Almost all the firearms in White House Down are chambered for 9mm.
Georg Luger developed the 9×19mm Parabellum cartridge from his earlier 7.65×21mm Parabellum round. Luger had derived the 7.65×21mm Parabellum from the original 7.65×25mm Borchardt cartridge in his efforts to improve upon the Borchardt C-93 pistol. Shortening the length of the cartridge case allowed him to improve the design of the toggle lock and to incorporate a smaller, angled grip. The initial 9×19mm Parabellum cartridge was created by removing the bottleneck of the 7.65×21mm Parabellum Luger cartridge, resulting in a tapered rimless cartridge.
The name Parabellum is derived from the Latin: "Si vis pacem, para bellum" ("If you seek peace, prepare for war"). The cartridge is known as "9mm Luger" to differentiate it from the 9x18mm Makarov and 9mm Browning Short (better known as .380 ACP) cartridges. It was introduced in 1901 and has been used by most major militaries in the world for over a century, although .45 ACP is more favored by serious shooters for its larger exit wounds and stopping power. Despite this prejudice against the cartridge, it has stood the test of time and proved to be quite popular as a self-contained pistol round that is used by military and police all over the world, mainly because it is cheaper and more available than the .45 ACP cartridge.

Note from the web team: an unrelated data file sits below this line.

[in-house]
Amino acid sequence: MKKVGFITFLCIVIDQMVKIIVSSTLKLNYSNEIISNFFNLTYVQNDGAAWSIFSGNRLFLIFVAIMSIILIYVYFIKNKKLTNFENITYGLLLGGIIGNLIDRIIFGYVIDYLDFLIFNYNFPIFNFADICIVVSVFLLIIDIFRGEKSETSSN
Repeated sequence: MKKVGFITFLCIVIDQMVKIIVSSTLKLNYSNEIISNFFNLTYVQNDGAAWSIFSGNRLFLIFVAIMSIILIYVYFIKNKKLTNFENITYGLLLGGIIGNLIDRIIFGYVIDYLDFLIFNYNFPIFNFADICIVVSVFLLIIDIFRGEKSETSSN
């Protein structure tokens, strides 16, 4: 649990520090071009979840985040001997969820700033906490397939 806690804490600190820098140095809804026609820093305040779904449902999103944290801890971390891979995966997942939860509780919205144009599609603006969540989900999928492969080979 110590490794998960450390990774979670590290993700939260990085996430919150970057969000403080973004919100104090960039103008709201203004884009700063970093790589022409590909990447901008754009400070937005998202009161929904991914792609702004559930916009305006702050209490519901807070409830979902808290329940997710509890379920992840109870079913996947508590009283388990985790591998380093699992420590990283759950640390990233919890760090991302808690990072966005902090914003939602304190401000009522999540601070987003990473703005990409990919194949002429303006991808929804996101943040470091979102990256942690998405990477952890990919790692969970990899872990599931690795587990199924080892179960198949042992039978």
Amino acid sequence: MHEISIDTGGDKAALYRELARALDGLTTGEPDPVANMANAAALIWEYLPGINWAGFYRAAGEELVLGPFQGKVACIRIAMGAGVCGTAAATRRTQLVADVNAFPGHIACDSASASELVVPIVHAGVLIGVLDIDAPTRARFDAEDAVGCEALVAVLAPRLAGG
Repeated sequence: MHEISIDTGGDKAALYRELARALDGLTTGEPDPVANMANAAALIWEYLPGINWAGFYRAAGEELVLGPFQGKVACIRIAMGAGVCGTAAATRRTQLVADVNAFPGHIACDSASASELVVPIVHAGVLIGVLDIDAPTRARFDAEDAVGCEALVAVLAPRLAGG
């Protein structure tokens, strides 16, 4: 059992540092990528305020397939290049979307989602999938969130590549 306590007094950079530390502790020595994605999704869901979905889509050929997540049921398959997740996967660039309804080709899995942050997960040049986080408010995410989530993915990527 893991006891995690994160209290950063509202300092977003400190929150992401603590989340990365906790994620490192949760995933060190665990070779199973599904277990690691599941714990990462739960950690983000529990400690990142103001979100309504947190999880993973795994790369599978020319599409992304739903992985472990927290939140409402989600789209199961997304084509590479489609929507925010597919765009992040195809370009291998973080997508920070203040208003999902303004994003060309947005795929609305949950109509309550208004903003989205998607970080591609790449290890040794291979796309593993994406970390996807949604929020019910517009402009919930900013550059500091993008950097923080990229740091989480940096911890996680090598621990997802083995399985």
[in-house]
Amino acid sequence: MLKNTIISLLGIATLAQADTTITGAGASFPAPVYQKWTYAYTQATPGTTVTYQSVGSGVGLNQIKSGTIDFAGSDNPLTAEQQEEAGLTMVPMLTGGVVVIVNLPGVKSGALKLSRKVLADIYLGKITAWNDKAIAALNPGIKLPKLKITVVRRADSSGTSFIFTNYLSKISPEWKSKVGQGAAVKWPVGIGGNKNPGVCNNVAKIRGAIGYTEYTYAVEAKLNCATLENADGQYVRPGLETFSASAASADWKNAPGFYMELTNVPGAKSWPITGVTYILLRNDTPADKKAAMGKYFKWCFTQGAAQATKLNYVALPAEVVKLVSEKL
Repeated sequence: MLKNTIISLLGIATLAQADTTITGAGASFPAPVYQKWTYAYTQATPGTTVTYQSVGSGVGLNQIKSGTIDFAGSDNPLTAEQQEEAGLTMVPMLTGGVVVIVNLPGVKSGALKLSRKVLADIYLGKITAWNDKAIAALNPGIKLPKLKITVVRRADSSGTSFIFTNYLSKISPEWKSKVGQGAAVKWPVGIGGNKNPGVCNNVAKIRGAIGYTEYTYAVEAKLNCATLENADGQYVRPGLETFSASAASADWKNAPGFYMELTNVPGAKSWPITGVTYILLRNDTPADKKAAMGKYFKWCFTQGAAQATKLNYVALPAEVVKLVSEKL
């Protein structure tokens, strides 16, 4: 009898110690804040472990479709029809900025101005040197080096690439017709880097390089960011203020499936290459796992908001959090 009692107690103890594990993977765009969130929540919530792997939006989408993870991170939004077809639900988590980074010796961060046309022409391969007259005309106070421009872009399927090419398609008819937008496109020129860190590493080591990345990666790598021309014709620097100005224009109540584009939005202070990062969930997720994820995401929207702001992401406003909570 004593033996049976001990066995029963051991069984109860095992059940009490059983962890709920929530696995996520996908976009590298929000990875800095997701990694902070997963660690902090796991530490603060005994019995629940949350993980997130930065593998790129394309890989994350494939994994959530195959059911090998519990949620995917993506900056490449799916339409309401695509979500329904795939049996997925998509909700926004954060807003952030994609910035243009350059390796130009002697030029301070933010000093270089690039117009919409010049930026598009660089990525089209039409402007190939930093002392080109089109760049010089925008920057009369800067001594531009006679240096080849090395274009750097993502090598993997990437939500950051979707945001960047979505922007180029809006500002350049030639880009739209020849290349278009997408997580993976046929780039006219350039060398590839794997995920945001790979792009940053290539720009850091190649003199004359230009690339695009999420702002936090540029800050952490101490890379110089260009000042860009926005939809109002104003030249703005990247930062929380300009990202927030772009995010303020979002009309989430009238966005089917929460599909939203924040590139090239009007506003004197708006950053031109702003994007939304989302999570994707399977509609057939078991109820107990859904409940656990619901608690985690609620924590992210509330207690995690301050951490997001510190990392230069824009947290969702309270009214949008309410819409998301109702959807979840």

According to the 2006 edition of Cartridges of the World, the 9×19mm Parabellum is "the world's most popular and widely used military handgun cartridge." In addition to being used by over 60% of police in the U.S., Newsweek credits 9×19mm Parabellum pistol sales with making semi-automatic pistols more popular than revolvers. The popularity of this cartridge can be attributed to the widely held conviction that it is effective in police and self-defense use. Its low cost and wide availability are self-sustaining contributors to the caliber's continuing popularity.